Building the possible by Andy Garvin, 18th September 2020

It was Monday, March and after a long list of lockdown measures had turned the UK upside down, every major newspaper in the country had its eyes firmly fixed on construction sites – whether or not they should be kept open, the risks they may pose, as well as the thousands of jobs and people it could affect.

I’m intimately acquainted with each of these questions because they were all laid firmly at my doorstep in the midst of three concurrent multi-million-pound developments, putting our team, our partners and our customers unwittingly, at the very centre of that storm.

Put it this way, it’s a week that I won’t forget in a hurry. The developments included Spring Park, Cody Park and our new site in Meridian Park, London (and these are no ordinary data centres).

In March and in the midst of a national lockdown, our sites also represented the bread and butter for many people who ran the real and debilitating risk of losing their income at the worst possible time. With that said, the opposing argument of putting people’s health at risk was equally unthinkable.

The next 24 hours were intense (to put it mildly). I met virtually with our Senior Leadership Team and we agreed that unless we could maintain social distancing and everyone’s safety, then we would simply have to close the sites, putting many of our contractors out of work and in turn, breaking the commitments we had made to our customers.

Later that day, when Scotland announced it was closing its building sites, the media headlines became unrelenting, so we took a breath, closed our London site and told everyone to wait for a call – And that was it, 90 people who had predictable work and income for their families were potentially left high and dry unless we could agree a plan.

If we thought it was hard on Ark, it was equally a double-edged sword for any contractor working on a Construction site. How do I keep me and my family safe, healthy but still put food on the table? People were understandably willing to try anything, some offering to come in solely overnight, just so long as the work was still available – there were no easy conversations.

In that moment, we knew that if we could find a way to keep everyone working safely, and to stay on plan for our customers, then we simply had to do it.

You can tell a lot about people’s character in a crisis and by extension, that of your team. I don’t know many companies whose own investors were willing to look beyond their own needs to create plans to support their partners long-term if they faced potential closure.

While other Construction sites were shutting down and furloughing staff, we were all pulling together to keep our customer commitments on track, our team and partners safe and supported, with the backing of our investors and every member of Ark.

In times like this, long-term partnerships are really put to the test.  I arranged a call with the senior leaders from each of our partners and without exception, all of them were willing to support their people, Ark and in turn our customers.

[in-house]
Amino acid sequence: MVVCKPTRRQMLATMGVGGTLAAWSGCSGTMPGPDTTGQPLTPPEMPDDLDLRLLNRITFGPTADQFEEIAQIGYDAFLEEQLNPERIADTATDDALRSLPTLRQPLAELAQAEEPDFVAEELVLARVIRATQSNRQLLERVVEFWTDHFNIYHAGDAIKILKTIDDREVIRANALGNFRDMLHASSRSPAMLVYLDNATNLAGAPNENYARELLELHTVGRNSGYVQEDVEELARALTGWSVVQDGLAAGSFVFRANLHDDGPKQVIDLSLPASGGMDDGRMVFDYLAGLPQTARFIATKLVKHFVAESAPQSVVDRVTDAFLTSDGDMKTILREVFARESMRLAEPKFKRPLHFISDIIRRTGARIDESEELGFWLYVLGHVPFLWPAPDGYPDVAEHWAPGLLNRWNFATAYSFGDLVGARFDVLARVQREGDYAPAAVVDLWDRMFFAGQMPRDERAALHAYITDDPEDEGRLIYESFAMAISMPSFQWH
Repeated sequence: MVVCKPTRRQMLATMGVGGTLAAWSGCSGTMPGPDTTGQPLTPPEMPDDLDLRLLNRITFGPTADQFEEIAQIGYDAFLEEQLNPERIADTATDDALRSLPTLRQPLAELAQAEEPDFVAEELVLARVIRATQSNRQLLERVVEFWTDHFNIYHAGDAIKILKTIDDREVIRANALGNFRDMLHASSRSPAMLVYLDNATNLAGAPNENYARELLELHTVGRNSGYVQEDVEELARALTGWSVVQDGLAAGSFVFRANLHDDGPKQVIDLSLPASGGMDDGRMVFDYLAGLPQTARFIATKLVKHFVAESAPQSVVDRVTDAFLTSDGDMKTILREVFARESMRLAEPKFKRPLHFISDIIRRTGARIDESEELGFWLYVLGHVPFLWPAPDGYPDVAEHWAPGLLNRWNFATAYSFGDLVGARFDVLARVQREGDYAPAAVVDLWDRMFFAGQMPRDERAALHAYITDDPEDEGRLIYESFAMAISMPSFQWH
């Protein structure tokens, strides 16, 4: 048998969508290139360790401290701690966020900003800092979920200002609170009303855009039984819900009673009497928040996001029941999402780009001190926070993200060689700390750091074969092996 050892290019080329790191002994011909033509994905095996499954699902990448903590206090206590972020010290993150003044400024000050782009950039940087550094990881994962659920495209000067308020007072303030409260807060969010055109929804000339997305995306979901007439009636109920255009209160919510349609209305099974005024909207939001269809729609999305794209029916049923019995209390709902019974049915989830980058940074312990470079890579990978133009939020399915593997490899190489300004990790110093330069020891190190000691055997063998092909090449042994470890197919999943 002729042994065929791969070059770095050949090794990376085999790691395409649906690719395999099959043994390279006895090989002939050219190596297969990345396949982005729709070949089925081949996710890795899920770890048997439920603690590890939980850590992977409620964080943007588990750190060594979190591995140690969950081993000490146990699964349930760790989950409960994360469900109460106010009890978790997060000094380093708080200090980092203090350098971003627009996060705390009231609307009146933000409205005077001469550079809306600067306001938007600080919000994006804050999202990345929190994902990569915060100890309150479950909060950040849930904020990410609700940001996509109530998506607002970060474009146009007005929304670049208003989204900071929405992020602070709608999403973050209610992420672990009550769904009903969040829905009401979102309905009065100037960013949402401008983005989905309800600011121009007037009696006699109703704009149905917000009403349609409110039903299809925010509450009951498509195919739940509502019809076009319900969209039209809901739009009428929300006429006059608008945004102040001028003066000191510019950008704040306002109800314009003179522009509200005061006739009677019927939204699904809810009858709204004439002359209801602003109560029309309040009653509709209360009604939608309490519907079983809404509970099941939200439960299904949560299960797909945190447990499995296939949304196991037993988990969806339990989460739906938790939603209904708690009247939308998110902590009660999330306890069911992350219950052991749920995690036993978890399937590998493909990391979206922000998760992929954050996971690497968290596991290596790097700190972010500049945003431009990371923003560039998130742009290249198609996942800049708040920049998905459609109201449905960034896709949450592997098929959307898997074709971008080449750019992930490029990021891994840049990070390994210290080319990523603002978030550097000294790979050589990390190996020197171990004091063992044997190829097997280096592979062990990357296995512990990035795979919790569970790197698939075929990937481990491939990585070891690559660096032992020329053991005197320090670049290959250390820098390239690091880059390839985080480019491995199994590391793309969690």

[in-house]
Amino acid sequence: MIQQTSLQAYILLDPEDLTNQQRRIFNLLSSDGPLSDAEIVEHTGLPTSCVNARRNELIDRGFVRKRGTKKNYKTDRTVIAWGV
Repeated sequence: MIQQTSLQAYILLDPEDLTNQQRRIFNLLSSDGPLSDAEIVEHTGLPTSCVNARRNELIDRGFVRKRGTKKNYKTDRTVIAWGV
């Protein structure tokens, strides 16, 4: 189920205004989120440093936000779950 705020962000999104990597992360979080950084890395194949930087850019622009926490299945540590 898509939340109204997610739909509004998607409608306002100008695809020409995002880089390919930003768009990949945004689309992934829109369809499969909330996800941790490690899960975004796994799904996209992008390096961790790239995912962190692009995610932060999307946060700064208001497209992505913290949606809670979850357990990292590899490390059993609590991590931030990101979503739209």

They offered to keep factories open 24/7, split shifts, whatever it took to keep people safe, in work and our sites up and running; something I would like to thank each and every one of them for.

The day the team were sent home while we agreed a path forward, transpired to be the only day when our sites physically stopped working. 90 people soon became a rotating pattern of 30, socially distanced, across rolling 24-hour shifts.

The planning and detail which went into keeping people safe (and in work) was like nothing I’ve experienced, in any project that I’ve worked on. From the construction itself, right down to the times which people could access the canteen. The diligence was simply meticulous.

Anyone who has worked a major construction build will tell you, there are a lot of moving parts and things that can (and will) go wrong, let alone when you throw a global pandemic into the mix (and these are no ordinary projects).

As I write this, not a single committed date has slipped, honouring the promises we made to our customers and our contracting partners made to us. Against considerable odds, IST was achieved on Spring Park, Cody Park is on programme and Meridian Park is Live.

We have also added two new sites to our portfolio, one of which is Union Park, London which is on track to open in 2022, which will benefit from renewable energy, rainwater harvesting, solar generation, cooling units and even living walls.

It’s both a huge statement of social responsibility from Ark but in turn, promises to help many organisations to honour their own sustainability commitments.

Where I’m confident that all our sites will lead the way for socially responsible data centres moving forward, I’ll always view them as the projects when we learned that in exceptional circumstances, you can also find exceptional people.

Thank you to everyone involved, who pulled together to make this happen, you have quite literally taken what once felt impossible and built ‘the possible’.

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